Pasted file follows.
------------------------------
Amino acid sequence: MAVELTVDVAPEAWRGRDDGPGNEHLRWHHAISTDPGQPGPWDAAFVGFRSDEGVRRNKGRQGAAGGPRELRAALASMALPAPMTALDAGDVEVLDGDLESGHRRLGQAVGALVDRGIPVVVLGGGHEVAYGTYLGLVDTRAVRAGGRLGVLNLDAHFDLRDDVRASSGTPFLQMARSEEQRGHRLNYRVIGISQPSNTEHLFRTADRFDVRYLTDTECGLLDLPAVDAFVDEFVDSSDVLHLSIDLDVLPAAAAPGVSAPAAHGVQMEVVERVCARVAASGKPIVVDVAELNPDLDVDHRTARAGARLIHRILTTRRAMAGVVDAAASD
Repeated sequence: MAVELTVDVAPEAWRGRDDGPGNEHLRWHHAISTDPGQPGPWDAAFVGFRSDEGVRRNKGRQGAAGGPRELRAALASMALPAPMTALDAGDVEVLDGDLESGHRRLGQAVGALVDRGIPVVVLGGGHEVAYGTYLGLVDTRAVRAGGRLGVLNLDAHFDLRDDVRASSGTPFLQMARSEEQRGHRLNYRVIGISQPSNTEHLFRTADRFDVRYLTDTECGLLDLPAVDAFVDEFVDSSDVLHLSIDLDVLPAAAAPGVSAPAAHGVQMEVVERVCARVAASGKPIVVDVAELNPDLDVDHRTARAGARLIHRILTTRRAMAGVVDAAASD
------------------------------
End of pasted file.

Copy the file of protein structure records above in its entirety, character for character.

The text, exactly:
Amino acid sequence: MAVELTVDVAPEAWRGRDDGPGNEHLRWHHAISTDPGQPGPWDAAFVGFRSDEGVRRNKGRQGAAGGPRELRAALASMALPAPMTALDAGDVEVLDGDLESGHRRLGQAVGALVDRGIPVVVLGGGHEVAYGTYLGLVDTRAVRAGGRLGVLNLDAHFDLRDDVRASSGTPFLQMARSEEQRGHRLNYRVIGISQPSNTEHLFRTADRFDVRYLTDTECGLLDLPAVDAFVDEFVDSSDVLHLSIDLDVLPAAAAPGVSAPAAHGVQMEVVERVCARVAASGKPIVVDVAELNPDLDVDHRTARAGARLIHRILTTRRAMAGVVDAAASD
Repeated sequence: MAVELTVDVAPEAWRGRDDGPGNEHLRWHHAISTDPGQPGPWDAAFVGFRSDEGVRRNKGRQGAAGGPRELRAALASMALPAPMTALDAGDVEVLDGDLESGHRRLGQAVGALVDRGIPVVVLGGGHEVAYGTYLGLVDTRAVRAGGRLGVLNLDAHFDLRDDVRASSGTPFLQMARSEEQRGHRLNYRVIGISQPSNTEHLFRTADRFDVRYLTDTECGLLDLPAVDAFVDEFVDSSDVLHLSIDLDVLPAAAAPGVSAPAAHGVQMEVVERVCARVAASGKPIVVDVAELNPDLDVDHRTARAGARLIHRILTTRRAMAGVVDAAASD